warning that small nudges to our climate might produce “unpleasant
surprises in the greenhouse.”
are not well mixed at any time.
Like a half-beaten cake mix, with strands of egg still visible,
the ocean has a lot of blobs and streams within it. When there has been a lot of evaporation, surface waters are
saltier than usual. Sometimes
they sink to considerable depths without much mixing, as happens in
the eastern Mediterranean where the surface gets salty because
evaporation exceeds the input from rivers.
The salty bottom water flows west and out the bottom of the
Strait of Gibraltar into the Atlantic Ocean.
This water is about 10 percent saltier than the ocean’s
average, and so they sink into the depths of the Atlantic.
A nice little Amazon-sized waterfall flows over the ridge that
connects Spain with Morocco, 800 feet below the surface of the Strait.
Another underwater ridge line stretches from Greenland to
Iceland and on to the Faeroe Islands and Scotland.
It, too, has a salty waterfall, which pours the hypersaline
bottom waters of the Greenland Sea and the Norwegian Sea south into
the lower levels of the North Atlantic Ocean.
This salty waterfall is more like thirty Amazon Rivers
combined. Why has the
eastern branch of it declined more than 20 percent in the last fifty
Indeed, why does it exist?
The cold dry winds blowing eastward off Canada evaporate the
surface waters of the North Atlantic Current, and leave behind all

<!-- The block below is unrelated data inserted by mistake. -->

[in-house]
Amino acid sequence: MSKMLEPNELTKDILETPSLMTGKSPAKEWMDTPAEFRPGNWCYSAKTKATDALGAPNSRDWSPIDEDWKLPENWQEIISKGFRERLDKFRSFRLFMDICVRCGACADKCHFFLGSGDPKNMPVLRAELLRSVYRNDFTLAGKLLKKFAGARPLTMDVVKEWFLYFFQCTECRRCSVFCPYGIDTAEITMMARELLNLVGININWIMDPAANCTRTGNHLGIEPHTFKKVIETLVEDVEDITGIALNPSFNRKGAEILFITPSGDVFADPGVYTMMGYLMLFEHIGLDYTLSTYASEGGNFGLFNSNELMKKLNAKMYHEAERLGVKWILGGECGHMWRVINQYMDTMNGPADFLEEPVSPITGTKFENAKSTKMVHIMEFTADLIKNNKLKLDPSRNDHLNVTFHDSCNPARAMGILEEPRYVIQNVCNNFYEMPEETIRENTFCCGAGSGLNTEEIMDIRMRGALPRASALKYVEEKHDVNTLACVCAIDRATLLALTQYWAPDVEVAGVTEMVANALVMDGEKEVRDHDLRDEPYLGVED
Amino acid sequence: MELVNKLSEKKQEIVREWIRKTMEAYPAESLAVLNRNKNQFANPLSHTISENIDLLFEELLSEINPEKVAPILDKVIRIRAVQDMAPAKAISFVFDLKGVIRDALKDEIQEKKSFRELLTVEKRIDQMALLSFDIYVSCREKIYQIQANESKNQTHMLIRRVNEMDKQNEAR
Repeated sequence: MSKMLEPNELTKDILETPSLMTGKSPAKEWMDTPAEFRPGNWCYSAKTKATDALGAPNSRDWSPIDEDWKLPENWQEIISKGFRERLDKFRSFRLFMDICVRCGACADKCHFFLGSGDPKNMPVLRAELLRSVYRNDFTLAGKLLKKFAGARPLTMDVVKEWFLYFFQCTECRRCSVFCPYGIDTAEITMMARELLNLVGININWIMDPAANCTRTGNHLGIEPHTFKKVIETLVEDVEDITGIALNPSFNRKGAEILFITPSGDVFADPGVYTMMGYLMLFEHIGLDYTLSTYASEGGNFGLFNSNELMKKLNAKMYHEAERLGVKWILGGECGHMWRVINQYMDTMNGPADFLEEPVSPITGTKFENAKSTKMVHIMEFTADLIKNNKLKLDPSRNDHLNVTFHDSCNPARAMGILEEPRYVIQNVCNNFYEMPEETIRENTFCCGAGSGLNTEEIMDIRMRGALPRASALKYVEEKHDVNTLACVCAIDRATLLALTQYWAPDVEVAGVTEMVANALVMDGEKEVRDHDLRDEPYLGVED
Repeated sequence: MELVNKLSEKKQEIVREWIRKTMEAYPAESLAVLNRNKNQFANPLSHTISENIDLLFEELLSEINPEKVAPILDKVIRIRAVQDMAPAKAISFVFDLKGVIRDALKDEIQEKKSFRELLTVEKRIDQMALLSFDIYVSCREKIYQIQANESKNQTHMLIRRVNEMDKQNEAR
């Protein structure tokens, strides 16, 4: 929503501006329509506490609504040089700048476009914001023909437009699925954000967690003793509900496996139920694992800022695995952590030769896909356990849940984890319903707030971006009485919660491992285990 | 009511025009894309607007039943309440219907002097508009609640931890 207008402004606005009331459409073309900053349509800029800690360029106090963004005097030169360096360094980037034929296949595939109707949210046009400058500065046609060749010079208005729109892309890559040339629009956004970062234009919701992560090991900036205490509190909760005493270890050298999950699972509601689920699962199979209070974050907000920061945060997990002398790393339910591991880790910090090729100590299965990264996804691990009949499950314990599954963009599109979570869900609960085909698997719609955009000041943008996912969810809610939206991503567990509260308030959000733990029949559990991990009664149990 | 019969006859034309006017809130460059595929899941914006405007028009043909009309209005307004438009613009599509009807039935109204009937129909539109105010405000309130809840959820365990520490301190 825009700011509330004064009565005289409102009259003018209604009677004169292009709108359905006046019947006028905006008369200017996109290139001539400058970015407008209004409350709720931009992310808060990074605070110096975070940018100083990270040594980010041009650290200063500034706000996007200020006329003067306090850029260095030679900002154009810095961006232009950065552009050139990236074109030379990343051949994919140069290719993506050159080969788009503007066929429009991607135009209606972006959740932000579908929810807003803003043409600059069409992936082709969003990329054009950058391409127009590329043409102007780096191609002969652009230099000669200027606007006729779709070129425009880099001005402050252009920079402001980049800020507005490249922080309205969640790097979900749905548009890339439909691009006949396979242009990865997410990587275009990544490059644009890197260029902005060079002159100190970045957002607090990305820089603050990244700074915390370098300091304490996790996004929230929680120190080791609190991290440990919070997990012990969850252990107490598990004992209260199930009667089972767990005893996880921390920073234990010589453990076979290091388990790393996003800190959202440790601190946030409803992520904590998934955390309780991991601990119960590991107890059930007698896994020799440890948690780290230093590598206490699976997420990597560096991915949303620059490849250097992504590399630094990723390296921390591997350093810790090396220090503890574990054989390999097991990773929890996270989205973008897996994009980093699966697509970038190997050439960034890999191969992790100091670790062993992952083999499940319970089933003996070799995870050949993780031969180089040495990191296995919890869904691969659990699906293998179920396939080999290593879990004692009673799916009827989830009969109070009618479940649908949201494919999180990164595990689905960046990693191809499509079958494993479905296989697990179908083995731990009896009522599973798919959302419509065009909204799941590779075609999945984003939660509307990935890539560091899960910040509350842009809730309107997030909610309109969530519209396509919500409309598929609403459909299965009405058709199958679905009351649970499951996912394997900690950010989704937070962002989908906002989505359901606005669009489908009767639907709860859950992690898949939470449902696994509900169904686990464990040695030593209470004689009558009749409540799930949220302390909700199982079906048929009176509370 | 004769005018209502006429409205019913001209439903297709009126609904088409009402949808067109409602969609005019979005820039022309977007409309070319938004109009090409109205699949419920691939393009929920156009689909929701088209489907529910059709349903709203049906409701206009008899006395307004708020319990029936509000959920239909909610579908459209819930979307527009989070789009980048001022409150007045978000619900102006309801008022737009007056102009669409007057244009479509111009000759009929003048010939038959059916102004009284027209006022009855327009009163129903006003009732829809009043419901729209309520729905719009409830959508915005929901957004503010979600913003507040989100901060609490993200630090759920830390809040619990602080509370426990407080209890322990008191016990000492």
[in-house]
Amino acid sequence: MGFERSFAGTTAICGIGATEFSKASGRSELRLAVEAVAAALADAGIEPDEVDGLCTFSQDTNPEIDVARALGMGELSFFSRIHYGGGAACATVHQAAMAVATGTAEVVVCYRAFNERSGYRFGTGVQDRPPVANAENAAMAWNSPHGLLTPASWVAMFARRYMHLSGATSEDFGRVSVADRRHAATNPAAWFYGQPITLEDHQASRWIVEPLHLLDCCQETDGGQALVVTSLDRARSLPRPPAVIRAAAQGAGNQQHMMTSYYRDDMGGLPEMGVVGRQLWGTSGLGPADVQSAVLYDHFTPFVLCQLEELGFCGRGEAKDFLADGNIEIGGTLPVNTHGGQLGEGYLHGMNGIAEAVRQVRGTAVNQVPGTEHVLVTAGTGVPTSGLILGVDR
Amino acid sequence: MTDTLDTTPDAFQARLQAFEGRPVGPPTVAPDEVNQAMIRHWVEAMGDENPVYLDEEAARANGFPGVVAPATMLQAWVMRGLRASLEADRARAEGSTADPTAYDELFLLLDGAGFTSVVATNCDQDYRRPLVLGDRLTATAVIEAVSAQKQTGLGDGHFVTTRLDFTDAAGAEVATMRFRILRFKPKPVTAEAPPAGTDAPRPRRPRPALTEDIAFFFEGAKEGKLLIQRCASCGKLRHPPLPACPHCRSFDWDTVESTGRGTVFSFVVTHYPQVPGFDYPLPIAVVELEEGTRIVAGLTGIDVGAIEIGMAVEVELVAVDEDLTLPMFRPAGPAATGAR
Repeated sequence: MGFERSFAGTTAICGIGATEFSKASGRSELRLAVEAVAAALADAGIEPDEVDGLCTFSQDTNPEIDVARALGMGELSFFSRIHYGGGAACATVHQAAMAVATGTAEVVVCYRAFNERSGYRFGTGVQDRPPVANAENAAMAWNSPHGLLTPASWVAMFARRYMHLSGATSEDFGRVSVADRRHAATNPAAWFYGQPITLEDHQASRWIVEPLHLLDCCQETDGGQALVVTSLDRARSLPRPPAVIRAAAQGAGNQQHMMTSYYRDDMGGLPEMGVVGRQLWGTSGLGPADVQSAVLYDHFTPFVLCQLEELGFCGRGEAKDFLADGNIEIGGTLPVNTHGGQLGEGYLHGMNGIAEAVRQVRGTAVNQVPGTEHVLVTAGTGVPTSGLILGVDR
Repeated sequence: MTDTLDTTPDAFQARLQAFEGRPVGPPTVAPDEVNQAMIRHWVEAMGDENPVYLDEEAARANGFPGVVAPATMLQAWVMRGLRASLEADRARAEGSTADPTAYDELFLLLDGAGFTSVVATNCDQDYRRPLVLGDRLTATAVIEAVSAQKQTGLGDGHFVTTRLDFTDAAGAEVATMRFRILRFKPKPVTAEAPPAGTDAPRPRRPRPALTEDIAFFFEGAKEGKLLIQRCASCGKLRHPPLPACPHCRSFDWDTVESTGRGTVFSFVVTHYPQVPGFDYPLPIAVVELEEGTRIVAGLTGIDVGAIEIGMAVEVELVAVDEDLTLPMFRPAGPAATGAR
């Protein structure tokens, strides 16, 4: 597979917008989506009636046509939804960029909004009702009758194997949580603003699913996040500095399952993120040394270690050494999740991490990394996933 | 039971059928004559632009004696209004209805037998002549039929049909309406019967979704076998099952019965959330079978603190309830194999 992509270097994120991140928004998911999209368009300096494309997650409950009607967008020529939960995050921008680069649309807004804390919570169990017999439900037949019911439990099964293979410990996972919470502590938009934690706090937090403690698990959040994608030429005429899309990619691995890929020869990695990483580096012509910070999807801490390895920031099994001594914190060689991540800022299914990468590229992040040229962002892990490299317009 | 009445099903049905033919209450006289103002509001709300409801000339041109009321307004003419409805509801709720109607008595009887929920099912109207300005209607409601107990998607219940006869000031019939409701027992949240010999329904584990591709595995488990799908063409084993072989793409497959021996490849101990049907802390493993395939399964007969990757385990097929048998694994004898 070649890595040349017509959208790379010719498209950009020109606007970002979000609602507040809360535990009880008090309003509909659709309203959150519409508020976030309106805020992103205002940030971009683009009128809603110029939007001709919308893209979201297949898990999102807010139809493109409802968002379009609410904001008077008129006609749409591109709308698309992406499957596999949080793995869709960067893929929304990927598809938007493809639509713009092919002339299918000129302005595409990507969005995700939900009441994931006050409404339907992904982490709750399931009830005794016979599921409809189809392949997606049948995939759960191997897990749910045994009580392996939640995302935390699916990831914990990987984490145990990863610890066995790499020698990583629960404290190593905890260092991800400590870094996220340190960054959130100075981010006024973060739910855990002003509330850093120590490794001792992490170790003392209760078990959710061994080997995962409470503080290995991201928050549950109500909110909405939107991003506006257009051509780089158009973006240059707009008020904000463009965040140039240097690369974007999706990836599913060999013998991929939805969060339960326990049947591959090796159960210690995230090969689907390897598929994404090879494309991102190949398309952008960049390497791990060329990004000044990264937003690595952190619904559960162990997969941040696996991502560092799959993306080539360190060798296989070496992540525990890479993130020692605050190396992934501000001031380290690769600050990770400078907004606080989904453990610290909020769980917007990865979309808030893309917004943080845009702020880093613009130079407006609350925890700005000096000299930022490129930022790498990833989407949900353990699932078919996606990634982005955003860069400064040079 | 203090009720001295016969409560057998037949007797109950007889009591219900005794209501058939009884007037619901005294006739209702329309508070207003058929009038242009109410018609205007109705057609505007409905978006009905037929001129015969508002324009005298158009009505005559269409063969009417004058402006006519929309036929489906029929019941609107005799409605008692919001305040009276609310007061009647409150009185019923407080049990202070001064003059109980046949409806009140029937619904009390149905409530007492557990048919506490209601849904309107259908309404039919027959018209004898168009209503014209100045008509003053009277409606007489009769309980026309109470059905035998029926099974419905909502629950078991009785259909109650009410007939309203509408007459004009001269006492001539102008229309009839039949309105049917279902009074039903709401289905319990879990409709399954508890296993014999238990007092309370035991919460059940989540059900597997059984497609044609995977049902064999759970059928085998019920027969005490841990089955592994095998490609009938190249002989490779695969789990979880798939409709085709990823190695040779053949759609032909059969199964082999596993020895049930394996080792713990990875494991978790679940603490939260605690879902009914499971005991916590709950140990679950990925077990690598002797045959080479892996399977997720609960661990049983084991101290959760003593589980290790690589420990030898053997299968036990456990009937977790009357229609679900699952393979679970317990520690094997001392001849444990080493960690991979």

their salt. In late
winter the heavy surface waters sink en masse.
These blobs, pushed down by annual repetitions of these
late-winter events, flow south, down near the bottom of the Atlantic.
The same thing happens in the Labrador Sea between Canada and
the southern tip of Greenland.
Salt sinking on such a grand scale in the Nordic Seas allows
warm water to flow much farther north than it might otherwise do.
It has been called the Nordic Seas heat pump.
Nothing like this happens in the Pacific Ocean (which is, in
consequence, about 5°C cooler), but the Pacific is
nonetheless affected, because the sink in the Nordic Seas is part of a
vast worldwide salt-conveyor belt.
Such a conveyor is needed because the Atlantic is saltier than
the Pacific (water which evaporates from the Atlantic is carried by
the trade winds across Central America to fall as rain in the
The Atlantic would be even saltier if it didn’t mix with the